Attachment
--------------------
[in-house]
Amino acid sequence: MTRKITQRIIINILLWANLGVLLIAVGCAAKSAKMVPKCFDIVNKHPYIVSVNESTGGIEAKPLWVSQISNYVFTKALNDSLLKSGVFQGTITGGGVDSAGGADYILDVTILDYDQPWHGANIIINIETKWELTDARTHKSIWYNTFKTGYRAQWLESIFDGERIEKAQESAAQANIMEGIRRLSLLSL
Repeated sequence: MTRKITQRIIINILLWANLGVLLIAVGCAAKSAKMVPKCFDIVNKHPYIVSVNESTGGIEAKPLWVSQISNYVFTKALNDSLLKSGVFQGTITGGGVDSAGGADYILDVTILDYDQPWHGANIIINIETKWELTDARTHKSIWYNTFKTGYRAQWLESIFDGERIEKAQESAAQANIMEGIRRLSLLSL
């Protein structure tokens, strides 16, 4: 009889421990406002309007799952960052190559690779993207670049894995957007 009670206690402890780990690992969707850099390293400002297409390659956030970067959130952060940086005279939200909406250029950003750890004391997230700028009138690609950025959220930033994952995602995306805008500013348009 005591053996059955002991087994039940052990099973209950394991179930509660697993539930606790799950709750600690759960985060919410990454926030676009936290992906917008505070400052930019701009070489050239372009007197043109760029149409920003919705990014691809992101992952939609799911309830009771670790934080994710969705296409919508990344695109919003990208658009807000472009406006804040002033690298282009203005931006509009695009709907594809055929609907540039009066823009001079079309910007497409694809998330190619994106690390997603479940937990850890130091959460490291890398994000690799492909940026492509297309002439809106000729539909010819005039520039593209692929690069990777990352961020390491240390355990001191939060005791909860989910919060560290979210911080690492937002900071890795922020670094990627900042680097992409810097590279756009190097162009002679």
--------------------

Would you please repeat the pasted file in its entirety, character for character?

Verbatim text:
[in-house]
Amino acid sequence: MTRKITQRIIINILLWANLGVLLIAVGCAAKSAKMVPKCFDIVNKHPYIVSVNESTGGIEAKPLWVSQISNYVFTKALNDSLLKSGVFQGTITGGGVDSAGGADYILDVTILDYDQPWHGANIIINIETKWELTDARTHKSIWYNTFKTGYRAQWLESIFDGERIEKAQESAAQANIMEGIRRLSLLSL
Repeated sequence: MTRKITQRIIINILLWANLGVLLIAVGCAAKSAKMVPKCFDIVNKHPYIVSVNESTGGIEAKPLWVSQISNYVFTKALNDSLLKSGVFQGTITGGGVDSAGGADYILDVTILDYDQPWHGANIIINIETKWELTDARTHKSIWYNTFKTGYRAQWLESIFDGERIEKAQESAAQANIMEGIRRLSLLSL
């Protein structure tokens, strides 16, 4: 009889421990406002309007799952960052190559690779993207670049894995957007 009670206690402890780990690992969707850099390293400002297409390659956030970067959130952060940086005279939200909406250029950003750890004391997230700028009138690609950025959220930033994952995602995306805008500013348009 005591053996059955002991087994039940052990099973209950394991179930509660697993539930606790799950709750600690759960985060919410990454926030676009936290992906917008505070400052930019701009070489050239372009007197043109760029149409920003919705990014691809992101992952939609799911309830009771670790934080994710969705296409919508990344695109919003990208658009807000472009406006804040002033690298282009203005931006509009695009709907594809055929609907540039009066823009001079079309910007497409694809998330190619994106690390997603479940937990850890130091959460490291890398994000690799492909940026492509297309002439809106000729539909010819005039520039593209692929690069990777990352961020390491240390355990001191939060005791909860989910919060560290979210911080690492937002900071890795922020670094990627900042680097992409810097590279756009190097162009002679």